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The Shifting Landscape in Metastatic Castrate-Resistant Prostate Cancer

Tuma, Rabiya S. PHD

doi: 10.1097/01.COT.0000414172.53819.a3


SAN FRANCISCO—Treatment paradigms for patients with metastatic castrate-resistant prostate cancer (CRPC) are changing rapidly, with four new agents approved since 2010 and more likely to come. While everyone agrees that is good news, the questions now become how to optimize the agents in practice and how to select the right agent for the individual patient. To help with those issues, experts at the Genitourinary Cancers Symposium here reviewed pivotal data for the recently approved agents and provided a roadmap for agents in late-stage testing.

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4 Drugs, 4 Mechanisms

The recent spate of approvals breaks a six-year drought that followed docetaxel's approval in 2004. Three of the four new agents—abiraterone, cabozantinib, and sipuleucel-T—significantly prolong overall survival, while the fourth, denosumab, delays bone disease.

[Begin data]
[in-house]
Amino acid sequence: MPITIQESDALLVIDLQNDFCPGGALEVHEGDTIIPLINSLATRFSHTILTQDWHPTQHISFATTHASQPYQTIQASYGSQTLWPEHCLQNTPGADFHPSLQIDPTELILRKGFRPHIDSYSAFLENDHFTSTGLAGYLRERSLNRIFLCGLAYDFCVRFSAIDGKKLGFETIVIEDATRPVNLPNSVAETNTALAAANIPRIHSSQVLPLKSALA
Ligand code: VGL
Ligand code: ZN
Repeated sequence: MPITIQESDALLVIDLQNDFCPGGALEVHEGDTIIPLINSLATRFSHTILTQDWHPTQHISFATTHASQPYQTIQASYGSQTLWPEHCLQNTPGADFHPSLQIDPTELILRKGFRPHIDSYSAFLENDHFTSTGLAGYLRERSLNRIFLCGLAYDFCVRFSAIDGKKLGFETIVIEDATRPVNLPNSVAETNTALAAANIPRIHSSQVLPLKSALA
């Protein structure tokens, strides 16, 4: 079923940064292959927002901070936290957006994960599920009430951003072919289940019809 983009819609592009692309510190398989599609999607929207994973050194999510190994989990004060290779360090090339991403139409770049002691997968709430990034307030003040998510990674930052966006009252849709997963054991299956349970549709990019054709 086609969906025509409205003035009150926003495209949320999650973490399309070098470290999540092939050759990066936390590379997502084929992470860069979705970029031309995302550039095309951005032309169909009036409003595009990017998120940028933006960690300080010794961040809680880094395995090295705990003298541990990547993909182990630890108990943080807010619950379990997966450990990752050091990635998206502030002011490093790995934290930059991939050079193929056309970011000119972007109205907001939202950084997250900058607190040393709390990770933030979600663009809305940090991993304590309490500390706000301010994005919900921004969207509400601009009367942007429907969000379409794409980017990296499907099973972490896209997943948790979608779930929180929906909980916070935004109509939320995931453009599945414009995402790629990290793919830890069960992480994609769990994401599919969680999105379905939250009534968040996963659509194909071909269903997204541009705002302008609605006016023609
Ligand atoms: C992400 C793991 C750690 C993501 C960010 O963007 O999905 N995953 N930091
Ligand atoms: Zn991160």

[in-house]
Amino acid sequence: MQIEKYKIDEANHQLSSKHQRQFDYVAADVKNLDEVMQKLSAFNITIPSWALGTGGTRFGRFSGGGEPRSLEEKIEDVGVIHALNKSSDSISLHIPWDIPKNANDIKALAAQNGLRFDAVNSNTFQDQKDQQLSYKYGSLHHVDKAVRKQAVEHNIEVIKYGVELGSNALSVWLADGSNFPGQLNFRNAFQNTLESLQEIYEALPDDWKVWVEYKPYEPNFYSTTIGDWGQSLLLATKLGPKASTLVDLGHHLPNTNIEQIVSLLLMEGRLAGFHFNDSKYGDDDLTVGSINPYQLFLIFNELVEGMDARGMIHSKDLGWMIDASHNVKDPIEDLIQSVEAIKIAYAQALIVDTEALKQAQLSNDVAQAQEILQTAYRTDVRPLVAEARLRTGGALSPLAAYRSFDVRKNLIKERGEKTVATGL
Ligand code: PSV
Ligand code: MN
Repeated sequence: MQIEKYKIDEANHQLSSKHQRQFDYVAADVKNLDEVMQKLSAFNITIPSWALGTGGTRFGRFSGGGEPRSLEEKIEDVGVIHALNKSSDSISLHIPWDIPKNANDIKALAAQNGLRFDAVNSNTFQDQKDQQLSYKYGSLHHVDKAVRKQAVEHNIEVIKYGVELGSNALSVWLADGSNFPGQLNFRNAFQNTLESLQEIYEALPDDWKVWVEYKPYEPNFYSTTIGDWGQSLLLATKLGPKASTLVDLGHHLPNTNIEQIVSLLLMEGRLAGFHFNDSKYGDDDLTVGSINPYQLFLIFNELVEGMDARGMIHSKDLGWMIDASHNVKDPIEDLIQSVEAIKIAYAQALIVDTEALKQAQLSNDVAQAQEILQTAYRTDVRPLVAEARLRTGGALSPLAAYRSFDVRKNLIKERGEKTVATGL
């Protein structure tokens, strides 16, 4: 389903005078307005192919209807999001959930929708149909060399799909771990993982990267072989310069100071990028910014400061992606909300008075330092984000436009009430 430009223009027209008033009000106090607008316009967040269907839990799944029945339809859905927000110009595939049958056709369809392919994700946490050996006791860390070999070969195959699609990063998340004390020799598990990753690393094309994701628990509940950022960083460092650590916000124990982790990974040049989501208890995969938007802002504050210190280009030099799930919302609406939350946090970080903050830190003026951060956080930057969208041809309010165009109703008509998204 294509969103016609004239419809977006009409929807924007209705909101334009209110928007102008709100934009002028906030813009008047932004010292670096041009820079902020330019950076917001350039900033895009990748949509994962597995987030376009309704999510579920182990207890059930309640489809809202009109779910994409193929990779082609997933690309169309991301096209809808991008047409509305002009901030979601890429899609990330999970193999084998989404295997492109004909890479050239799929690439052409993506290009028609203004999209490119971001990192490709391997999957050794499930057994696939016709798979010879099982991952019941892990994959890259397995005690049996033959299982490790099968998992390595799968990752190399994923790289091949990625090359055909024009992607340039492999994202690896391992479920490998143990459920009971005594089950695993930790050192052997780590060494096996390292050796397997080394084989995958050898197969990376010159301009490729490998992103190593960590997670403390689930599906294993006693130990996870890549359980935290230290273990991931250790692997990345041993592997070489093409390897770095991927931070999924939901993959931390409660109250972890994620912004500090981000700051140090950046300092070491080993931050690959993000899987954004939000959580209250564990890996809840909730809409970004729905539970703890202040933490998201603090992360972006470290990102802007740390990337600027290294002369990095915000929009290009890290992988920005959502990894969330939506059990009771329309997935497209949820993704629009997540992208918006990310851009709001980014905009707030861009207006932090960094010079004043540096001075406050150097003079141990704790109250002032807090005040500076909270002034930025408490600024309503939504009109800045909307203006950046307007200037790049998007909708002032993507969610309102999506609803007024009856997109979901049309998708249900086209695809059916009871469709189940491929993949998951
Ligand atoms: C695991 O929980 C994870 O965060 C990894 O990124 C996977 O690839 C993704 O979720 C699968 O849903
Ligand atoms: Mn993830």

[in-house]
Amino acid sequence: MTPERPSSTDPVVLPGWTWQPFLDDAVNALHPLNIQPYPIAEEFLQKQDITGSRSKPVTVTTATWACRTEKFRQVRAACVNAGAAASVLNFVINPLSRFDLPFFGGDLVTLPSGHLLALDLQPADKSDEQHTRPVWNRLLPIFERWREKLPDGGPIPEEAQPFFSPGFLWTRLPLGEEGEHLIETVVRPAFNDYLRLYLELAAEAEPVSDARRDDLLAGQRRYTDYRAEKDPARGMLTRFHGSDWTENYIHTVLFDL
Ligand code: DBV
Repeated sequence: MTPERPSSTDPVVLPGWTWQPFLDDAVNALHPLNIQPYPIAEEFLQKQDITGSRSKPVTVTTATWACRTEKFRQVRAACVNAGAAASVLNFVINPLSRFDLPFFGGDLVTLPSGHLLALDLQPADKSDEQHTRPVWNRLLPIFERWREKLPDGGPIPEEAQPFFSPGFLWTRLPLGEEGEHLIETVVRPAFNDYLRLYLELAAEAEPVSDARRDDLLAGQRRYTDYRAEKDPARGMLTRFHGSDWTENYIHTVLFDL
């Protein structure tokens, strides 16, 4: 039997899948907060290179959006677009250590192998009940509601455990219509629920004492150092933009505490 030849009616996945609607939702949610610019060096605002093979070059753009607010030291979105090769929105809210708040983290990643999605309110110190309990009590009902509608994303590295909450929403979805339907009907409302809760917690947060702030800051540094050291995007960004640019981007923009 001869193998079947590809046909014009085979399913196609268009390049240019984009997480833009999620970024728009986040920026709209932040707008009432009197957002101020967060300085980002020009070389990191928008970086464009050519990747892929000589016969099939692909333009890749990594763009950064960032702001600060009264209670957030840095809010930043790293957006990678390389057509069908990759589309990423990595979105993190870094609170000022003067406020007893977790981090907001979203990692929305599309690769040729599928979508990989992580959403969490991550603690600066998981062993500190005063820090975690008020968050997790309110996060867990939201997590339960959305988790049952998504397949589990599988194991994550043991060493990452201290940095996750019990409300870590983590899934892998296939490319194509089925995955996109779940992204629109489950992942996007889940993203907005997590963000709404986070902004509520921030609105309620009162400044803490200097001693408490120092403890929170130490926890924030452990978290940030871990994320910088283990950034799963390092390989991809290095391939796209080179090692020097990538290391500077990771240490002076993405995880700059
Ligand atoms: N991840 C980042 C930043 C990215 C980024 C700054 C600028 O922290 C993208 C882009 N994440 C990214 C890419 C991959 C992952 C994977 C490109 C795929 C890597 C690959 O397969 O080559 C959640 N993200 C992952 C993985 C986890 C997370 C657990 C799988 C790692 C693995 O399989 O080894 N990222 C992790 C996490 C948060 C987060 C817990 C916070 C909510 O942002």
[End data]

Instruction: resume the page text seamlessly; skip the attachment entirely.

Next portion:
Overall survival data:

  • Abiraterone + prednisone vs. placebo + prednisone: median overall survival of 14.8 months vs. 10.9 months for patients with disease progression on docetaxel; hazard ratio = 0.65, p < 0.0001
  • Cabazitaxel + prednisone vs. mitoxantrone plus prednisone: median overall survival of 15.1 months vs. 12.7 months in patients with disease progression on docetaxel, hazard ratio = 0.7, p < 0.0001
  • Sipuleucel-T vs. placebo: median overall survival of 25.8 months vs. 21.7 months; hazard ratio of 0.78, p = 0.03

“In a short time we have gone from one to four agents that improve overall survival,” said Gary MacVicar, MD, Assistant Professor in Hematology/Oncology at Northwestern University Feinberg School of Medicine and the Robert H. Lurie Comprehensive Cancer Center in Chicago. “I think equally remarkable, in regards to overall survival, is that each of these agents is incorporating a different mechanism of action, arguably all new.”